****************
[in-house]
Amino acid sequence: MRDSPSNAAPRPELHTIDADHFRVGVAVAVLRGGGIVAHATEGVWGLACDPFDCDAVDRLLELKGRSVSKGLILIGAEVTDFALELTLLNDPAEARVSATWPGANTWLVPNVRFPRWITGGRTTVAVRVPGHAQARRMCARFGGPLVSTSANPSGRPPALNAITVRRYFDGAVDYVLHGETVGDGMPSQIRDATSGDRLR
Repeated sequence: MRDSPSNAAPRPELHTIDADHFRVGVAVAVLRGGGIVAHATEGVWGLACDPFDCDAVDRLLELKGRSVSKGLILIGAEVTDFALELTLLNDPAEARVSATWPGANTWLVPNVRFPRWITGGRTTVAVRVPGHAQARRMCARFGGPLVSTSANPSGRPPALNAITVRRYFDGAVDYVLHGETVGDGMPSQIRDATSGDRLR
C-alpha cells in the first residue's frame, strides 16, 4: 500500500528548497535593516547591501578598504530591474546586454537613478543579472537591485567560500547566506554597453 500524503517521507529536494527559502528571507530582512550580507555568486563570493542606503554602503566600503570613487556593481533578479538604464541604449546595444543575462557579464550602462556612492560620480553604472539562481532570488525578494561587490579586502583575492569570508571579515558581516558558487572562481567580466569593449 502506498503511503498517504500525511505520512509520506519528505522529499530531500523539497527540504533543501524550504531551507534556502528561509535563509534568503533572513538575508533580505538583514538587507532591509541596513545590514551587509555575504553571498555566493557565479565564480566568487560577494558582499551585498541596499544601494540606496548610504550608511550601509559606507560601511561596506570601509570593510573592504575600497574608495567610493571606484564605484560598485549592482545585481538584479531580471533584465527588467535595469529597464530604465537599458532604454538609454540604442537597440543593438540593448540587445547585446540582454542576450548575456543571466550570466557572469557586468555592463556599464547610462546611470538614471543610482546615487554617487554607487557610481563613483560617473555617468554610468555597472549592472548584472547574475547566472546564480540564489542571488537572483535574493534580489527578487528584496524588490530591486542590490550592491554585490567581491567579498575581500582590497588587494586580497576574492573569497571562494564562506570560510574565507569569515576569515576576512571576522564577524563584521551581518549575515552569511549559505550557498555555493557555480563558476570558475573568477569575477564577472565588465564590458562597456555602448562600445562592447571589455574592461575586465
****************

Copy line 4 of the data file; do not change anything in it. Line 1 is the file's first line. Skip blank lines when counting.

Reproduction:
C-alpha cells in the first residue's frame, strides 16, 4: 500500500528548497535593516547591501578598504530591474546586454537613478543579472537591485567560500547566506554597453 500524503517521507529536494527559502528571507530582512550580507555568486563570493542606503554602503566600503570613487556593481533578479538604464541604449546595444543575462557579464550602462556612492560620480553604472539562481532570488525578494561587490579586502583575492569570508571579515558581516558558487572562481567580466569593449 502506498503511503498517504500525511505520512509520506519528505522529499530531500523539497527540504533543501524550504531551507534556502528561509535563509534568503533572513538575508533580505538583514538587507532591509541596513545590514551587509555575504553571498555566493557565479565564480566568487560577494558582499551585498541596499544601494540606496548610504550608511550601509559606507560601511561596506570601509570593510573592504575600497574608495567610493571606484564605484560598485549592482545585481538584479531580471533584465527588467535595469529597464530604465537599458532604454538609454540604442537597440543593438540593448540587445547585446540582454542576450548575456543571466550570466557572469557586468555592463556599464547610462546611470538614471543610482546615487554617487554607487557610481563613483560617473555617468554610468555597472549592472548584472547574475547566472546564480540564489542571488537572483535574493534580489527578487528584496524588490530591486542590490550592491554585490567581491567579498575581500582590497588587494586580497576574492573569497571562494564562506570560510574565507569569515576569515576576512571576522564577524563584521551581518549575515552569511549559505550557498555555493557555480563558476570558475573568477569575477564577472565588465564590458562597456555602448562600445562592447571589455574592461575586465